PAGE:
Jean Lambert on Asylum: MEPs set to back EU Support Office
The EU received over 250,000 asylum applications in 2008. To get a common system to deal with asylum requests MEPs are likely to give the green light on Tuesday for the creation of a European Asylum Support Office. To be based in Valletta in Malta, the office will help European Government’s raise standards “so that people who are in need of protection actually get a fair deal”, explains Jean Lambert MEP who is steering the measure through Parliament. Her report will be put to the vote Tuesday at 12.
Jean Lambert, why does the EU need an asylum support office and what will it be tasked with?
The EU needs the Office because at the moment we have a huge divergence between the way in which different member states deliver the asylum laws and asylum directives. From Governments which have a system which hardly ever grants refugee status to that where they have a fully fledged really competent system
The office by itself won’t be enough, but it will be a help. One of the particular roles it has is to try and give a more standardised version of information about the country of origin of those seeking protection.
So when member states are making decisions whether it’s about those from Iraq, from Chechnya or other countries where we know that there are enormous divergences, people should feel they are being treated fairly and that they are not just treated on the base of politics of the state concerned.
The European Asylum Support Office (EASO) will be established, rather symbolically, in Malta (a favoured destination for asylum seekers). Do you think this will influence its perspective, and maybe help shift the burden of care from small ‘front line’ EU Members?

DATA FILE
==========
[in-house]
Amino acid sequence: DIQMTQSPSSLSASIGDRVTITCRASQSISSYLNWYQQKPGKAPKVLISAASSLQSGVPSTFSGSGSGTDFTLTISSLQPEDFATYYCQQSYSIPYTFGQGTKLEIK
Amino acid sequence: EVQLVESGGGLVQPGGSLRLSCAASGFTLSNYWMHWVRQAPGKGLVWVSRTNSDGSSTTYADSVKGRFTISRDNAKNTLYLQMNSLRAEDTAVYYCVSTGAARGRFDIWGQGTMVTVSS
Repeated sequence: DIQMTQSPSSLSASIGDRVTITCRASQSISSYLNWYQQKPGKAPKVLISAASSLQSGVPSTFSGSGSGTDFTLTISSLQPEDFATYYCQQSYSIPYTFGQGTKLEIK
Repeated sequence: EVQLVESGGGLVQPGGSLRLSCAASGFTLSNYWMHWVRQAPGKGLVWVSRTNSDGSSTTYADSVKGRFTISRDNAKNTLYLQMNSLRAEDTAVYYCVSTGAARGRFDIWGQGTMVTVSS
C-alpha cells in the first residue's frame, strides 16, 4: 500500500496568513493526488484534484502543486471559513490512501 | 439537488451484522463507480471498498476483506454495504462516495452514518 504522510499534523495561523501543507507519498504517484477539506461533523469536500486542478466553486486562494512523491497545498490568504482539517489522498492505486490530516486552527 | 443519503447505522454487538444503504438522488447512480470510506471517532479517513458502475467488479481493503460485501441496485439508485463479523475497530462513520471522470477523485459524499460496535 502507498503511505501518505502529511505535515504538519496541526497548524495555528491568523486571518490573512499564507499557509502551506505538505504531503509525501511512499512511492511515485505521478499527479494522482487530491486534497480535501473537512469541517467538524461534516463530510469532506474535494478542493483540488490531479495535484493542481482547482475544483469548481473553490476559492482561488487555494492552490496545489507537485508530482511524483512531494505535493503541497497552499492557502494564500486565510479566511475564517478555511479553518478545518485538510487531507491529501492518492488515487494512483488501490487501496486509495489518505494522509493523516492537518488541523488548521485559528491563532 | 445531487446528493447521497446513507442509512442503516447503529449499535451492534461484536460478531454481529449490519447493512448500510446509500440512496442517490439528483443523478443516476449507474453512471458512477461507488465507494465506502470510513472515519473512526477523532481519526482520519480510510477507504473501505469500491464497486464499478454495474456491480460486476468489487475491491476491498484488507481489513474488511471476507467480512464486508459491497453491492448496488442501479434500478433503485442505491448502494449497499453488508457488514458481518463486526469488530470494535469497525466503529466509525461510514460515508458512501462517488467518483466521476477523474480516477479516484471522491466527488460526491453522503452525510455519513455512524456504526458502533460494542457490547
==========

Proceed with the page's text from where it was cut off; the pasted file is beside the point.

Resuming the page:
I think we have to be very careful that the fact that it is based in Malta does not mean that it becomes dominated by the situation in Malta. We know that Malta is under a lot of pressure and has mixed flows of people of whom some are asylum seekers and some are not. Certainly in Malta they have invested a lot into their own asylum system and they were very keen to have this office.
In part it is a symbol to show to the people of Malta that the European Union really is in solidarity with them. Nevertheless, this is an asylum office for the whole of the European Union.
You negotiated on the setting up of the EASO with EU Member States. Does the result correspond to Parliament’s demands?
In a negotiation I suppose no side ever gets entirely what it wants. Certainly there are some of the issues about the relationship with the Parliament where we would have liked a stronger role. On the other hand there is a big discussion about the role of other agencies and the European institutions.
We would have liked the office to have more of a monitoring role rather than a support role. Member States wanted it to be called ‘support office’ for a particular reason. But at least we found that negotiating with the Swedish Presidency (of the EU) was a real negotiation.